The number of school districts giving laptops and tablets to students has grown exponentially in just a few years. And the new technology is already reshaping the way work is done in the classroom.
As students sit down at their science class, they flip open their laptops. They’ve got a quiz tomorrow, so they immediately go to their Quizlet program to review.
Across the hall, another class fires up their Chromebooks to start working on the “problem of the day.” Next door to them, a math class is working without laptops. That’s increasingly rare, as principal Tim King says around 80 per cent of classes uses the laptops daily.
Starting in 5th grade, students get their Chromebook to use at school and home and keep it through the rest of middle school. Then they’ll trade it in for a new one in high school.
A 2017 survey from the Consortium for School Networking reported 40 per cent of districts in the U.S. were one-to-one. That’s near twice as many as in 2014.
In the same survey, 18 per cent said they had two devices per student.
In northern Illinois, several school districts are in the process of going one-to-one or expanding their programs. Freeport High School, about 16 miles from Pecatonica, is in their first-year one-to-one with Chromebooks.
Although some schools use iPads or other laptops, Chromebooks outpace every other device. Chrome OS made up a reported 60 per cent of K-12 school institutional purchases in 2018. That’s up from 16 per cent in 2013.
A big reason for the breakthrough? Price. At Pecatonica, the investment is $300 per student for four years according to Principal King.
“That’s what, like $75 a year?” he said. “I can’t buy an up-to-date textbook for 75 bucks per kid every year.””
Amanda Lenox is a science teacher at the middle school. She started teaching in 2013, so she’s had access to this sort of tech most of her career.
“It’s amazing, the technology,” she said. “I don’t know how people taught before all of the technology.”
“You can put in a comment for every single one of those questions that they got wrong,” said Lenox. “And so they get almost like real-time feedback; they get it right away and they can look at it and go, ‘Oh that was the kind of answer I needed to have.'”
King also says the Chromebooks help students prepare for state tests, most of which are done digitally.
The school’s technology director, Jeff Bowman, says that was one reason to move to Chromebooks.
“It was kind of the timing was good, because the state was moving the testing over to electronic devices around the time we were doing one-to-one,” he said.
Lenox agrees the Chromebooks help prepare students, and says it allows them to push their students more.
“Where more is given, more is expected,” said Lenox. “So we do excel and we do push our students because they are given more. This is an advantage that some students at some schools don’t have.”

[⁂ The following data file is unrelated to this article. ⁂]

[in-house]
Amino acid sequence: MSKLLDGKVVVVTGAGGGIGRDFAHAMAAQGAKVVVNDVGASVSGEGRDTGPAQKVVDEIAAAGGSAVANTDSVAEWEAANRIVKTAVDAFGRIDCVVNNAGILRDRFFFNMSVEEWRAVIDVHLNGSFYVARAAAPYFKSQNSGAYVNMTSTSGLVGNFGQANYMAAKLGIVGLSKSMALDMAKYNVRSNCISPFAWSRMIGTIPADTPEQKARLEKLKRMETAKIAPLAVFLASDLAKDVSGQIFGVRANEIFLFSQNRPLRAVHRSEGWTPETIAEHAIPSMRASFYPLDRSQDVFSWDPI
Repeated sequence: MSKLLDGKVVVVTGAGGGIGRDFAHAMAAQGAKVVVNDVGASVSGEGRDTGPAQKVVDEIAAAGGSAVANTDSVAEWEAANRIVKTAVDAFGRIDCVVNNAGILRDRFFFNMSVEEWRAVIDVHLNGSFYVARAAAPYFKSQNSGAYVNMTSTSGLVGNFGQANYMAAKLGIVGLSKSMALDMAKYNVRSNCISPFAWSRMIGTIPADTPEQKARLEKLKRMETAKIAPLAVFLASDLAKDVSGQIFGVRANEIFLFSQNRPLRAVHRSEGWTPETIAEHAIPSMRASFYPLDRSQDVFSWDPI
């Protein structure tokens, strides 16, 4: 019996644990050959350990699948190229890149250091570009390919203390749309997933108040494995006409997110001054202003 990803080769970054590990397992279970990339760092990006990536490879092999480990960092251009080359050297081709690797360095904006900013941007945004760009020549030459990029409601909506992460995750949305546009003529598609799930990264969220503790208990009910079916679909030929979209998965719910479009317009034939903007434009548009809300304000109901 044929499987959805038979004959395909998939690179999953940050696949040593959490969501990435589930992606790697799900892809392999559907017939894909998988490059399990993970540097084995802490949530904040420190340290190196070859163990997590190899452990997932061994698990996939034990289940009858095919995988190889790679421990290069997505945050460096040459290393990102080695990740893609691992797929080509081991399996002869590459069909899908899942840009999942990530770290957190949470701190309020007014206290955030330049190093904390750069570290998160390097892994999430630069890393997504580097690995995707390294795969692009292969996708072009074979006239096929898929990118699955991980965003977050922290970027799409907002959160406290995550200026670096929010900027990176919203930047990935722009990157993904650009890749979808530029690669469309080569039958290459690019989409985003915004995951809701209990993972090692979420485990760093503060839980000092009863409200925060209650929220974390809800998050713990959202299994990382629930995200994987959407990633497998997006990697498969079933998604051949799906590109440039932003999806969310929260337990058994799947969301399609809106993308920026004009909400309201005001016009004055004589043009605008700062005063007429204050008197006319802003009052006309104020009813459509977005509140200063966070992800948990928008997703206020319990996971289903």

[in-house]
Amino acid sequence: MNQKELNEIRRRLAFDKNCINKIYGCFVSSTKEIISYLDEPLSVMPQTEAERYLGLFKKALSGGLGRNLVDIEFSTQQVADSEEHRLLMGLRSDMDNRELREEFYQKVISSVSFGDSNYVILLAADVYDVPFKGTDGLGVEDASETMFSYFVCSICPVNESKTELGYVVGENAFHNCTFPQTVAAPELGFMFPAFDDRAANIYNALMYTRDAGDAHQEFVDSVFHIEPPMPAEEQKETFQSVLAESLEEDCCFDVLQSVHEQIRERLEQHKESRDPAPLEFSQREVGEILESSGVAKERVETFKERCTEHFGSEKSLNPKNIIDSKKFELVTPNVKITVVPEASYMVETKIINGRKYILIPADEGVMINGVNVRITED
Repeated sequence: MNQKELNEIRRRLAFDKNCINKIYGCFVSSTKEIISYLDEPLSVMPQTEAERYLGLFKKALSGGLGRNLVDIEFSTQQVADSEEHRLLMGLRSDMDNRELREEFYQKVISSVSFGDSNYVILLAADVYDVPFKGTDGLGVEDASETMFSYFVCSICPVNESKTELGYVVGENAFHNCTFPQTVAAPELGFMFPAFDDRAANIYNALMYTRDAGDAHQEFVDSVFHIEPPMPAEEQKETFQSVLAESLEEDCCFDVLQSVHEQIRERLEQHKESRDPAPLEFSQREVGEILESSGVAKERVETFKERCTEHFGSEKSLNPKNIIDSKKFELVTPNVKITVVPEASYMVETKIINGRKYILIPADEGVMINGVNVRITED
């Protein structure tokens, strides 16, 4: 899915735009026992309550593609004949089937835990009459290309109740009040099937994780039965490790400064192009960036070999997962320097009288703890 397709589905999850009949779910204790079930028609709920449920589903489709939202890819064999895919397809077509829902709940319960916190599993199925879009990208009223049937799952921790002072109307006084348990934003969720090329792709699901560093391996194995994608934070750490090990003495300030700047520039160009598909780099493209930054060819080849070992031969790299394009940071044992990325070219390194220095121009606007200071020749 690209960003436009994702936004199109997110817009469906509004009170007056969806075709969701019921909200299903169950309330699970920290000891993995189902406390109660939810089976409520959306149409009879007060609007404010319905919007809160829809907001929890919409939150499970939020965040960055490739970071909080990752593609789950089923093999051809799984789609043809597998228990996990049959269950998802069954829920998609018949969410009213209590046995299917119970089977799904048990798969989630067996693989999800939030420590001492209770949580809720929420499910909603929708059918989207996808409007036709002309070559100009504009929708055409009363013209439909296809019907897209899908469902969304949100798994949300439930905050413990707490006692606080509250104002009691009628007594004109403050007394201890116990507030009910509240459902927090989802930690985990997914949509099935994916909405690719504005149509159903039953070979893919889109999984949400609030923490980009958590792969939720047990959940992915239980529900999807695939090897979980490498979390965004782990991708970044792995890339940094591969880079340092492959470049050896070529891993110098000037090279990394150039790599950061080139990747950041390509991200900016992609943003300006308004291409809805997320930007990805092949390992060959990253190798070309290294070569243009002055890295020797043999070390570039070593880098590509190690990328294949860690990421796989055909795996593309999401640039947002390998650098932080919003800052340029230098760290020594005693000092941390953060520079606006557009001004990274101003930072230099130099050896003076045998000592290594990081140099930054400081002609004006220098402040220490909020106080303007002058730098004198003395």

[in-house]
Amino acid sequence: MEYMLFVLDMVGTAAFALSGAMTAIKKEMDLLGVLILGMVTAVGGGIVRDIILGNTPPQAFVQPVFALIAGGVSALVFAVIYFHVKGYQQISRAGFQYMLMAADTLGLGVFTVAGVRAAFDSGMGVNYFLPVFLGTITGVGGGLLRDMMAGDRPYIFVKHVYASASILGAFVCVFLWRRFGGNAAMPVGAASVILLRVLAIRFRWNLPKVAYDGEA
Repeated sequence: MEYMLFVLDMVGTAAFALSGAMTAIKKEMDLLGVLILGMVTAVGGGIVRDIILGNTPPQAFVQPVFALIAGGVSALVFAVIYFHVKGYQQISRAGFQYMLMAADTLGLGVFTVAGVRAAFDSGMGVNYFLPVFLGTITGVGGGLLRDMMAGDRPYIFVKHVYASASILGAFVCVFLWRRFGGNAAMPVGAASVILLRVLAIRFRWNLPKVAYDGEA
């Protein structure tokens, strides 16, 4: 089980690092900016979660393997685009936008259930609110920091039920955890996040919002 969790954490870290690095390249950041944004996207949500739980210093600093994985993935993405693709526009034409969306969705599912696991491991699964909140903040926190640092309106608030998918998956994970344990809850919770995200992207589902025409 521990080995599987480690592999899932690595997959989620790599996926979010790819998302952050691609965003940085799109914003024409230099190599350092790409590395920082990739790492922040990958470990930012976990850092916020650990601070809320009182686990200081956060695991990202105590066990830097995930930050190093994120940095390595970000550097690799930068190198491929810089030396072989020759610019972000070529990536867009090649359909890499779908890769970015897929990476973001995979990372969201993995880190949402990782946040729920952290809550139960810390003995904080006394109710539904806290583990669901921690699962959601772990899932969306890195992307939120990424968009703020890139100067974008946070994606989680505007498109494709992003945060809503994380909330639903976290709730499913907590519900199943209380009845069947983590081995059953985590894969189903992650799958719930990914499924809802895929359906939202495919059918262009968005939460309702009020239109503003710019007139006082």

Some research points to one-to-one laptop programs boosting test scores but others are not as convinced yet.
And while some are thrilled by what new technology can bring to the classroom, others worry about the amount of screen time students are getting — especially at younger grade levels.
At Pecatonica, King says it’s something they think about and led them to change other rules, like limiting access to smartphones during the school day.
“If they’re going to have screen time, we’d prefer it to be with our Chromebooks and we have control over it,” said King. “Because we have all of our protections, we have programs, we have a program called GoGuardian that monitors their activity on that. We have a couple of other things we use when they get on Google Hangouts, we’re able to monitor that.”
This also means schools are able to monitor activity while the students are at home. They’re able to block certain sites and some use programs where the school is alerted if students search for certain phrases or keywords.
Amanda Lenox says she likes that even though they are getting a lot of screen time, they’re using the Chromebooks collaboratively.
“When we’re starting a new process and they’re learning new vocabulary, they get in their teams and they talk and they figure out the answers together,” she said. “And as a team, they figure out how to win and move on.”
Bowman says in the coming years, they’ll expand their digital curriculum even more. Next year they’ll add a new online social studies curriculum.
From one-to-one to smart speakers, to virtual reality — as education moves into the next decade, technology will likely become more and more integrated; and the traditional classroom experience may feel anything but traditional.